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Whey, a by-product of cheese industry, poses environmental challenges when discharged untreated. This study aimed to mitigate whey pollution and transform it into value-added products using black soldier fly larvae (BSFL). By investigating whey effects on BSFL growth and performance, an innovative waste management strategy was explored. The five-old-day larvae were fed with four diets; dry spent coffee ground (SCG) as the control diet, while SCG wetted with acid, sweet and fermented whey were the test diets. The results showed that whey types increased significantly (p < 0.05) BSFL growth compared to the control, the dry weight (53.83±0.49 Vs 25.10±0.18 mg/larva), growth rate (1.59±0.06 Vs 0.44±0.01 mg/day) and survival rate (78.83±1.25 Vs 68.50±1.5 %) of larvae and reduced their development time (28.00±01 Vs 37.00±01 day). Furthermore, mixing SCG diet with whey enhanced positively their performance by increasing the waste reduction (26.73±0.81 Vs 16.87±0.37 %), waste reduction index (0.85±0.03 Vs 0.45±0.01 %/day), approximate digestibility (36.49±1.52 Vs 20.29±0.53 %) and bioconversion rate (17.94±0.47 Vs11.65±0.52%). Adding whey to SCG diet increased protein content of BSFL (40.11% vs. 34.18%) and reduced fat (36.06 vs. 37.87 %) in dry mass. Whey also improved the composition of frass by increasing the phosphorus and total nitrogen levels. This approach demonstrates a sustainable solution for dairy industries waste, contributing to the circular economy and offering potential applications in animal feed and fertilizer production.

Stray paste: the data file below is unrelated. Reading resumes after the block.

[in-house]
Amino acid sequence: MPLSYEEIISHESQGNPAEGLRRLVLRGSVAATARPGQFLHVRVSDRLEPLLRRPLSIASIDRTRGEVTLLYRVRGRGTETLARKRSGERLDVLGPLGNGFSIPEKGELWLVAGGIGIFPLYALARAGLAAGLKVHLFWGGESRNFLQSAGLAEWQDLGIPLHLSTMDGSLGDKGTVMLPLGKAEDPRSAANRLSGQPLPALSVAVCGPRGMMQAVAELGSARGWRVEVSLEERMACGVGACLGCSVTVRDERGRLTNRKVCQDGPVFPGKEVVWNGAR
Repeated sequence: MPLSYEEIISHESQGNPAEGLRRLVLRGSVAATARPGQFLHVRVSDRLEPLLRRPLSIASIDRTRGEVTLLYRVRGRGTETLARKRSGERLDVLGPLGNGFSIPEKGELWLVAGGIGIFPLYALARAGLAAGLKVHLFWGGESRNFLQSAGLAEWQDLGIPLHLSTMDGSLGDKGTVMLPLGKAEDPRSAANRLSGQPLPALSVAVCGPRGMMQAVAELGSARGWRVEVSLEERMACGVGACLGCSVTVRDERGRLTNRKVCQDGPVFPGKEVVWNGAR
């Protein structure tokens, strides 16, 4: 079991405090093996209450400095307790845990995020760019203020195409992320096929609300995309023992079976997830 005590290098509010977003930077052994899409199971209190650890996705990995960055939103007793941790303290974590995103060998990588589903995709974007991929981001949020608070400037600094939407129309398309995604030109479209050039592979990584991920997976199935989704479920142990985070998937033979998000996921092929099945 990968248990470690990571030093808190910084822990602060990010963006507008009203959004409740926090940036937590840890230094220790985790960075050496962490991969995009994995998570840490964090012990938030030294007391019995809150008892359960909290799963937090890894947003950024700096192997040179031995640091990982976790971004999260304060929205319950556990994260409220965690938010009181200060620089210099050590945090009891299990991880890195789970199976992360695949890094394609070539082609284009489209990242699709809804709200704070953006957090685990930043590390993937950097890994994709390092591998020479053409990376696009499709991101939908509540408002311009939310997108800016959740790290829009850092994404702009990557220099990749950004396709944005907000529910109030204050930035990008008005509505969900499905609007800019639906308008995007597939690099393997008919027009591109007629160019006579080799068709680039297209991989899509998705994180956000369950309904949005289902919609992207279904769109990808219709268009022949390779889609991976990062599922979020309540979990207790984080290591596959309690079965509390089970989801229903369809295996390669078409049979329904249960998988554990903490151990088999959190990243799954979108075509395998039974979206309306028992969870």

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Hanafi, T., Meziane, K. Z., Megateli, S., Moussaoui, B., Guemou, L., & Reghioui, B. (2024). Bio-treatment of Cheese Whey by Black Soldier Fly Larvae (Hermetia illucens) reared in Algeria . Journal of Agriculture and Applied Biology, 5(1), 125-141.


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